The video is pretty cool as well. It has this James Bond feel to it and I half expect Sean Connery to step out and point a gun straight at me mid video.

Song: Break In
Artist: Skalpel
Album: Skalpel
Year: 2004


The worldwide invasion has begun.

Invader has completed space invasion in 35 cities worldwide. Click the Space Invader below to see some of the aftermath in Kathmandu.

Its kind of like Where’s Waldo without the red and white stripes, and without a human. I could spend all day looking for those little invaders. Maybe I will…


Pretty damn random

While perusing the RSS feeds today I came across a post on My Modern Met that brightened the flickering bulb in my head. Last year while in Italy for a couple of weeks as part of a course on the History of Anatomy in Situ, I came across an amazing mural on a wall in Padova and took a couple of pictures. I really thought nothing of it, since it seems that everywhere you turn there is some sort of graffiti on the walls up and down the streets. And though this mural was nothing short of amazing, I just thought it was some random graffiti artist with exceptional talent who happened on a pristine wall and just couldn’t help but completely cover it with characters from the deep recesses of his imagination. As I read that post today I realized that it wasn’t just some random graffiti artist, it was a piece by Padova based artist Kenny Random.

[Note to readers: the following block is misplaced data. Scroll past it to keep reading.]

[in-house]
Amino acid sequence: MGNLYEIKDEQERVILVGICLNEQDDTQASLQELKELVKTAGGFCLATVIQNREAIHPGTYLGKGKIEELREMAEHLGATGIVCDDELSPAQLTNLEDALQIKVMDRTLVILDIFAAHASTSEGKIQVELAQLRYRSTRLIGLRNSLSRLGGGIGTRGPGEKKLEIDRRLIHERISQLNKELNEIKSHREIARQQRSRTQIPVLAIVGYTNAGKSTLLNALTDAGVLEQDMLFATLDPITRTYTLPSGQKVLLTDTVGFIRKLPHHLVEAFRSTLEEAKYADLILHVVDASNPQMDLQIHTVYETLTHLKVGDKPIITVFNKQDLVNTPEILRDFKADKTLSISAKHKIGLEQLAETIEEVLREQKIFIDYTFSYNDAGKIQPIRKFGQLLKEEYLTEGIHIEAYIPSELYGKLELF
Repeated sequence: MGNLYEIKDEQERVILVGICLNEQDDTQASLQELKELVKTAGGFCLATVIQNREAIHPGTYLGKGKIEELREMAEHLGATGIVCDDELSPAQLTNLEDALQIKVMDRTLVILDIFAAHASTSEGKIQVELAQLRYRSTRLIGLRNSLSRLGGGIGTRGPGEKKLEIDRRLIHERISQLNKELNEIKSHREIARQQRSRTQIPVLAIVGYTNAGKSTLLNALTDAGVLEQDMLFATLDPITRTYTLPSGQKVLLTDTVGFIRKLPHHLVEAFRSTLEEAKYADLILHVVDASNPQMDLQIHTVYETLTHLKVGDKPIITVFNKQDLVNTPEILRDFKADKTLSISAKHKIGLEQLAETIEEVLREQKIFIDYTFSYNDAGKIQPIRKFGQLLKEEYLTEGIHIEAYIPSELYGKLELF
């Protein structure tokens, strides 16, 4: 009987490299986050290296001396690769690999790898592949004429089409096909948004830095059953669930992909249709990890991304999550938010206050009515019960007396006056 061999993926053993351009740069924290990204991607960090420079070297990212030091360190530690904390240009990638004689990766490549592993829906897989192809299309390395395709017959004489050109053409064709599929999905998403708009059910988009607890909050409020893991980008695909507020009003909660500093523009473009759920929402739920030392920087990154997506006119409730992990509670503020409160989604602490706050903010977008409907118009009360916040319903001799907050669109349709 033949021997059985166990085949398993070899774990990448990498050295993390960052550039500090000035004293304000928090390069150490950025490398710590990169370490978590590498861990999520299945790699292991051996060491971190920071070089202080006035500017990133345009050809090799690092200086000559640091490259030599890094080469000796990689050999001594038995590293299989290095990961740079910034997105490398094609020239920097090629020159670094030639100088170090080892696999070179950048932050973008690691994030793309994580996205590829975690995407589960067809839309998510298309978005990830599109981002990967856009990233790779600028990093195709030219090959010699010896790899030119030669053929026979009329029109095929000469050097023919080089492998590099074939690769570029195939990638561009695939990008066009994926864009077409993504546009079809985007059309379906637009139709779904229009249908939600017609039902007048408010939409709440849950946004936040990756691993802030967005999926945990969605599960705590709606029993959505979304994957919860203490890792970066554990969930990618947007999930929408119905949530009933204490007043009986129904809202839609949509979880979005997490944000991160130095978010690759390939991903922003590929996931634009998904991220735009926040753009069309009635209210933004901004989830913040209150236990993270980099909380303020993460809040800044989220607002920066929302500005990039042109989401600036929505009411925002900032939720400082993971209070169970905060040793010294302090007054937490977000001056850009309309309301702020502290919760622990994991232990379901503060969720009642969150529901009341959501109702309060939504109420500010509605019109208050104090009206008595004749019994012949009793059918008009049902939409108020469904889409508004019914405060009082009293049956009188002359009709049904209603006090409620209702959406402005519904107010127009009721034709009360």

We were just walking down the street when we came upon this around the corner. I guess it was pretty random.
I like that its monochromatic. The characters look eerily familiar, like from a cartoon you have seen before but don’t quite remember the name to. I’d definitely watch this early on Saturday morning.

Here are some more of Kenny Random’s work from his own site:

Kenny Random caught in the act.
All done.

Photos: ©Kenny Random

I will definitely be on the lookout for his stuff in a couple of weeks while there for a second visit.


International Women’s Day

In honor of International Women’s Day I wanted to bring to the spotlight artist Faith47. Based out of Cape Town, South Africa, Faith 47 is well known for her street art depicting social issues important to her.

From her website:

Faiths images thrive on broken-down cars and old factories, down dusty side roads of lost towns and inner-city alleyways. Her deep affinity with lost spaces allows her to gracefully bring attention to the most humble of environments. Her interactions resonate with our fragility and our elusive relationship with dreams, memory and human interaction, reflecting harmonious and sometimes dark tones.

Included below are some of her works. You can view the rest here and here.

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Photos: Faith47